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TalkingNutrition

Providing perspectives on recent research into vitamins and nutritionals

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Preventing Vitamin D Deficiency in Vulnerable Preterm Infants

By Julia Bird

Infants born preterm are at greater nutritional risk for three reasons. First of all, their early birth means that they are born without all organ systems and facilities working and as well as an infant born at term. For example, the coordination of sucking and swallowing needed for proper feeding until 34 weeks gestation, which means they require additional support to help them feed. Secondly, they have a higher chance of other  complications including life-threatening infections that increase the need for nutrition whilst interfering with appetite and ability to feed. Thirdly, they miss out on the transfer of many essential nutrients that occurs in the third trimester of pregnancy (see our post from November 13, 2013).

Low levels of vitamin D are also a problem in preterm infants. Recently, Natarajan and co-workers conducted a clinical study looking at preventing vitamin D deficiency in preterm infants via supplementation. The authors supplied either 400 IU or 800 IU vitamin D to 94 infants born between 28 and 34 weeks gestation at a neonatal unit in northern India. 87 infants completed measurements to 40 weeks gestational age, and 80 infants were followed to 3 months corrected age, which is the age the infant would have been if born at term. Infants were enrolled if they were receiving enteral feedings by two weeks’ of age and did not have other significant problems. Doses were adjusted according to whether the infant was receiving human milk fortifier or formula, as these sources of infant nutrition contain supplemental vitamin D. Sunlight exposure was not determined.

The authors found a high rate of vitamin D deficiency in the infants at baseline. Around 80% thus had vitamin D levels lower than 20 ng/ml. This is in agreement with other studies conducted in infants, such as those from Burris, Fares, and McCarthy; rates of vitamin D deficiency were higher in preterm compared with term infants. At the measurement point that coincided with 40 weeks of gestation, the rates of vitamin D deficiency had dropped, with only 40% of the group supplemented with 800 IU vitamin D classed as deficient, compared to 65% in the group supplemented with 400 IU vitamin D. At three months corrected age, vitamin D deficiency rates had decreased further and only 12.5% of the higher dose supplemented group were deficient, compared to 35% in the lower dose group. One infant in the group supplemented with 800 IU vitamin D had extremely high levels of vitamin D by the end of the study, although there were no signs of hypercalciuria or kidney stones, and the infant was asymptomatic.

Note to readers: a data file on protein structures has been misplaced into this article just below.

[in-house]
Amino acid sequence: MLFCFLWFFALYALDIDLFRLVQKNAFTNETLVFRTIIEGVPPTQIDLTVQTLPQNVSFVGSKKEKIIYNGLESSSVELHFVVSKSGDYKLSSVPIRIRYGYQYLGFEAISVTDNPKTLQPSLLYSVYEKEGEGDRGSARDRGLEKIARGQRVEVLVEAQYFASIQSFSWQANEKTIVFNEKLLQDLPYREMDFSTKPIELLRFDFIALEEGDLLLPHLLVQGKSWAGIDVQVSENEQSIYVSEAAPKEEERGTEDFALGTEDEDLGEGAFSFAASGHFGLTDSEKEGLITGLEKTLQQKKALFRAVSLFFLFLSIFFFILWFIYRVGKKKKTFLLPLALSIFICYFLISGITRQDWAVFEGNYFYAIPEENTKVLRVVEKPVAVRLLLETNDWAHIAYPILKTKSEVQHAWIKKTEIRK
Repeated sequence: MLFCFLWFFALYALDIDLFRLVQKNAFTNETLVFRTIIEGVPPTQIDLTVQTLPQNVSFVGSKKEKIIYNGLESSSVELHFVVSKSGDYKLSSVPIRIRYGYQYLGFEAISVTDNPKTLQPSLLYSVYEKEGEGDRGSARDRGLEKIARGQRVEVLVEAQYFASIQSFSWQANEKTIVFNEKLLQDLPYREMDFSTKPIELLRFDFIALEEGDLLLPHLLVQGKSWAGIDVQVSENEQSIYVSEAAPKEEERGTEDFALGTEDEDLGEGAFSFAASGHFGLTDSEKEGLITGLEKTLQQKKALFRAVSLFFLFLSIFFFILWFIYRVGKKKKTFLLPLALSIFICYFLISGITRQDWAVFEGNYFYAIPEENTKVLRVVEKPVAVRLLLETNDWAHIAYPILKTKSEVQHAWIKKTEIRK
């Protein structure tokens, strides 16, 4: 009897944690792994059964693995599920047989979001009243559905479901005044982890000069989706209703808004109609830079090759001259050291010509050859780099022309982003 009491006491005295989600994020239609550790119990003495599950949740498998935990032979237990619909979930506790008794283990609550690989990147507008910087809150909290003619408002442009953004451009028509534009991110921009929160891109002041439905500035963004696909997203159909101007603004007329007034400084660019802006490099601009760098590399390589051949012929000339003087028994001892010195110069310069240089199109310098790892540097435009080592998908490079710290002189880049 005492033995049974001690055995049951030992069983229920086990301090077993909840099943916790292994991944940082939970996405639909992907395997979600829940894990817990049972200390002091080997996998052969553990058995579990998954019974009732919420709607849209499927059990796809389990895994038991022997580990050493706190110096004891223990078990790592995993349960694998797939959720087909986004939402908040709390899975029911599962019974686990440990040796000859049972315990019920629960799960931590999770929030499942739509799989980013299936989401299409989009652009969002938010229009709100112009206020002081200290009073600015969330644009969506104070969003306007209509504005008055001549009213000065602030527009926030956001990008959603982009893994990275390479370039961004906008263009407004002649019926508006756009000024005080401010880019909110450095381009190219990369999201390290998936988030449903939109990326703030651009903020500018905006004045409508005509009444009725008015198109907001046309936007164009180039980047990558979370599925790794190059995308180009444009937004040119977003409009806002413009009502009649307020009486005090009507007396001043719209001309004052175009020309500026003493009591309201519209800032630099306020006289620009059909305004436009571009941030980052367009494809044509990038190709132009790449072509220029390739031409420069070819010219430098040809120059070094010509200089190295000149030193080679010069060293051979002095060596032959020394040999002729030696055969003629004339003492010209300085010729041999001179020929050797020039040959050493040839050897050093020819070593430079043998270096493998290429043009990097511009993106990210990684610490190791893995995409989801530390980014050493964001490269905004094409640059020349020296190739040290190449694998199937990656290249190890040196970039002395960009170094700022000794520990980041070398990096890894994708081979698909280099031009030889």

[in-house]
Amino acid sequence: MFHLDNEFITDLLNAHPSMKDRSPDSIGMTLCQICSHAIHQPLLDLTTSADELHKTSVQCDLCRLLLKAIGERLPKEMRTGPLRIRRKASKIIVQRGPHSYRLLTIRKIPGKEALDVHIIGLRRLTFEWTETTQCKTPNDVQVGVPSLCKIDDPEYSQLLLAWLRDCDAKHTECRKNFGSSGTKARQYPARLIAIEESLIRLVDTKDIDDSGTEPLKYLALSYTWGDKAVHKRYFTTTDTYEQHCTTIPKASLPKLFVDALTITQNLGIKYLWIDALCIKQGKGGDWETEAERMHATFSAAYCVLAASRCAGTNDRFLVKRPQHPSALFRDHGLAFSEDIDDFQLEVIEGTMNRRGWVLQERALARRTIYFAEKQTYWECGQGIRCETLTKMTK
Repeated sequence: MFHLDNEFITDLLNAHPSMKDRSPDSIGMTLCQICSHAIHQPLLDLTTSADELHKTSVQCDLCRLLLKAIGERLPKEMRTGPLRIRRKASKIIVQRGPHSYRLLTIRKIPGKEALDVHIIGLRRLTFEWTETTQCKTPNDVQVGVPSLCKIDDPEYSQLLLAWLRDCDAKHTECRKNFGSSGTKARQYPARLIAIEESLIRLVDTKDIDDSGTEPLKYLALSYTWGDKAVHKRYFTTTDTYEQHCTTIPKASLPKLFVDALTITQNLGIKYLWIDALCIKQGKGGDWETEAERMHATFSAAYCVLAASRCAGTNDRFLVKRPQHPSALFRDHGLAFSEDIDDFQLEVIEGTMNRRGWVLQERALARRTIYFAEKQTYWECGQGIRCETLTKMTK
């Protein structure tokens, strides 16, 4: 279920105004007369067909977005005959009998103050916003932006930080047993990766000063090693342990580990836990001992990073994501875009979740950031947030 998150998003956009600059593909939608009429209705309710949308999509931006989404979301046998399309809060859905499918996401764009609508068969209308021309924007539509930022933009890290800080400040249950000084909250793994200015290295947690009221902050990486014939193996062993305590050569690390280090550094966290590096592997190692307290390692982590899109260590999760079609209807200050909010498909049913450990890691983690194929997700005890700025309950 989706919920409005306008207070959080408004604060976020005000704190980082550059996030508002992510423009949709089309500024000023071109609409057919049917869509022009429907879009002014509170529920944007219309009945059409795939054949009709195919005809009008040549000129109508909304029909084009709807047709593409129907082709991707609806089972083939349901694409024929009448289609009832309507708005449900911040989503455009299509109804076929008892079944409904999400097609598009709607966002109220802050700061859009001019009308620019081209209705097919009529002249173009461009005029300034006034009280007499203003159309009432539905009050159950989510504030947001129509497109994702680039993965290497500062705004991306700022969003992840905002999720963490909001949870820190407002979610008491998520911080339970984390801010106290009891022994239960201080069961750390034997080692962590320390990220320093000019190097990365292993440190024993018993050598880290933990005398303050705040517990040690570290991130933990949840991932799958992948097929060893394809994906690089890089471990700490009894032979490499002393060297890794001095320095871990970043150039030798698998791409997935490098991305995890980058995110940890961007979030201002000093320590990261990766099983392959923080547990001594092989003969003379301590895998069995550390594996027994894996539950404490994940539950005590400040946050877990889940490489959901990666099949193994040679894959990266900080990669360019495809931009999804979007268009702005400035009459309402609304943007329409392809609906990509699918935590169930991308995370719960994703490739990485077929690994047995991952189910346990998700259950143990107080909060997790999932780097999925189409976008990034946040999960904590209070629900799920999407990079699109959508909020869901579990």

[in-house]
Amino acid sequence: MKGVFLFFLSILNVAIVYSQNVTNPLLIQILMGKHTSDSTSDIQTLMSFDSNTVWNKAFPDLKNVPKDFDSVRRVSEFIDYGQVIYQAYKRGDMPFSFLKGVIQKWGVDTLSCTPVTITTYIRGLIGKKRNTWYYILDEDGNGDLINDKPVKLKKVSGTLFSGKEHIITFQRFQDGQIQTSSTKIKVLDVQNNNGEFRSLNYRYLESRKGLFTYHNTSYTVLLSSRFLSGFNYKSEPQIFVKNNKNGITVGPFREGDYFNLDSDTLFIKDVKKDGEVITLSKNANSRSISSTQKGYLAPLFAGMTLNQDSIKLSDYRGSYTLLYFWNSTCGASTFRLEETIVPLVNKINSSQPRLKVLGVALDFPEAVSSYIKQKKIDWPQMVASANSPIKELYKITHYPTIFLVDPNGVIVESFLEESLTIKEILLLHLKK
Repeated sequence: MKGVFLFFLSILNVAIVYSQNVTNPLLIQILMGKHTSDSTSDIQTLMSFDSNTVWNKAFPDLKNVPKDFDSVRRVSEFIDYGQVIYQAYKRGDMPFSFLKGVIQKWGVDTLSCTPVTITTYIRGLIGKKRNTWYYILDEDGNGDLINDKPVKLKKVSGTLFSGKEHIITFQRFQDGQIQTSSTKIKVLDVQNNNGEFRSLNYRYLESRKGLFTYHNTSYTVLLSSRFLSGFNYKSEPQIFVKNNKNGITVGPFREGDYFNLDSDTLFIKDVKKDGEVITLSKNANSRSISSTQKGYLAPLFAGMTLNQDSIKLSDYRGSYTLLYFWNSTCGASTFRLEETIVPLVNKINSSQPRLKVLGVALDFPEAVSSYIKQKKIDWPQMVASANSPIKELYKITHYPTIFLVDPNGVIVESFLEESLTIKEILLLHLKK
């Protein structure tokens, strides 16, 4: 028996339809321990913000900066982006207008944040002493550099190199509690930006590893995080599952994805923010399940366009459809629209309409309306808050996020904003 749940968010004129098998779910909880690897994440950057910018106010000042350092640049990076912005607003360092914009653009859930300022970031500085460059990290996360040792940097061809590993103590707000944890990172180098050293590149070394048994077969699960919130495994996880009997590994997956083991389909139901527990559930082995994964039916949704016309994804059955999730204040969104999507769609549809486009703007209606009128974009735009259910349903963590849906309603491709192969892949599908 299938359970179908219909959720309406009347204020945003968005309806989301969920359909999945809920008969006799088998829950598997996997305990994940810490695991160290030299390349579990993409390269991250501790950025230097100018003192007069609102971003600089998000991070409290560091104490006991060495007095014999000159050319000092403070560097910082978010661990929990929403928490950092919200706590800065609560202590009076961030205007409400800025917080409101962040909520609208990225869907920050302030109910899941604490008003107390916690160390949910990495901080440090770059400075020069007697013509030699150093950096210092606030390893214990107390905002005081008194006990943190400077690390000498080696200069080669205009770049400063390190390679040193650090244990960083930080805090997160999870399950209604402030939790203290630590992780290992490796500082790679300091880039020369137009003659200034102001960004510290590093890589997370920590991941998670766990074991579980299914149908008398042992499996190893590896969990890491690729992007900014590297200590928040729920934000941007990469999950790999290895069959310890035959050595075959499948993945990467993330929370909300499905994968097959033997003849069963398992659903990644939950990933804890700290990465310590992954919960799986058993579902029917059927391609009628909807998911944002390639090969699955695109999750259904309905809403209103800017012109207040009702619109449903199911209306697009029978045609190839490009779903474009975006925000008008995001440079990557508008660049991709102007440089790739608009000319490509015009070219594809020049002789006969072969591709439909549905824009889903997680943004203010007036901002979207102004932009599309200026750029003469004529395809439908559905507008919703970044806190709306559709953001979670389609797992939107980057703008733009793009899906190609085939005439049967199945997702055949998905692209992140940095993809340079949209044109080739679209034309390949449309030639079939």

The results of this study show that the incidence of vitamin D deficiency can be reduced with supplementation of both 400 IU and 800 IU vitamin D. The higher dose is more effective, however there is a chance that blood levels can increase beyond normal levels, and therefore should be monitored. Despite this, 12.5% of infants remained vitamin D deficient even after over 3 months’ supplementation with 800 IU vitamin D. Regular monitoring of the nutritional status of preterm infants will give the best indication of whether the supplementation regimen is effective in normalizing vitamin D levels.


Main Citation:

Natarajan CK, Sankar MJ, Agarwal R, Pratap OT, Jain V, Gupta N, et al. Trial of Daily Vitamin D Supplementation in Preterm Infants. Pediatrics. 2014.  http://dx.doi.org/10.1542/peds.2012-3395

Supporting citations:

Burris HH, Van Marter LJ, McElrath TF, Tabatabai P, Litonjua AA, Weiss ST, Christou H. Vitamin D status among preterm and full-term infants at birth. Pediatr Res. 2014 Jan;75(1-1):75-80. doi: 10.1038/pr.2013.174. Epub 2013 Oct 11. http://www.ncbi.nlm.nih.gov/pubmed/24121425

Fares S, Sethom MM, Khouaja-Mokrani C, Jabnoun S, Feki M, Kaabachi N. Vitamin A, E, and D Deficiencies in Tunisian Very Low Birth Weight Neonates: Prevalence and Risk Factors. Pediatr Neonatol. 2013 Nov 26. pii: S1875-9572(13)00180-0. doi: 10.1016/j.pedneo.2013.09.006. [Epub ahead of print] http://www.ncbi.nlm.nih.gov/pubmed/24289974

McCarthy RA, McKenna MJ, Oyefeso O, Uduma O, Murray BF, Brady JJ, Kilbane MT, Murphy JF, Twomey A, O' Donnell CP, Murphy NP, Molloy EJ. Vitamin D nutritional status in preterm infants and response to supplementation. Br J Nutr. 2013 Jul 14;110(1):156-63. doi: 10.1017/S0007114512004722. Epub 2012 Nov 27. http://www.ncbi.nlm.nih.gov/pubmed/23182428



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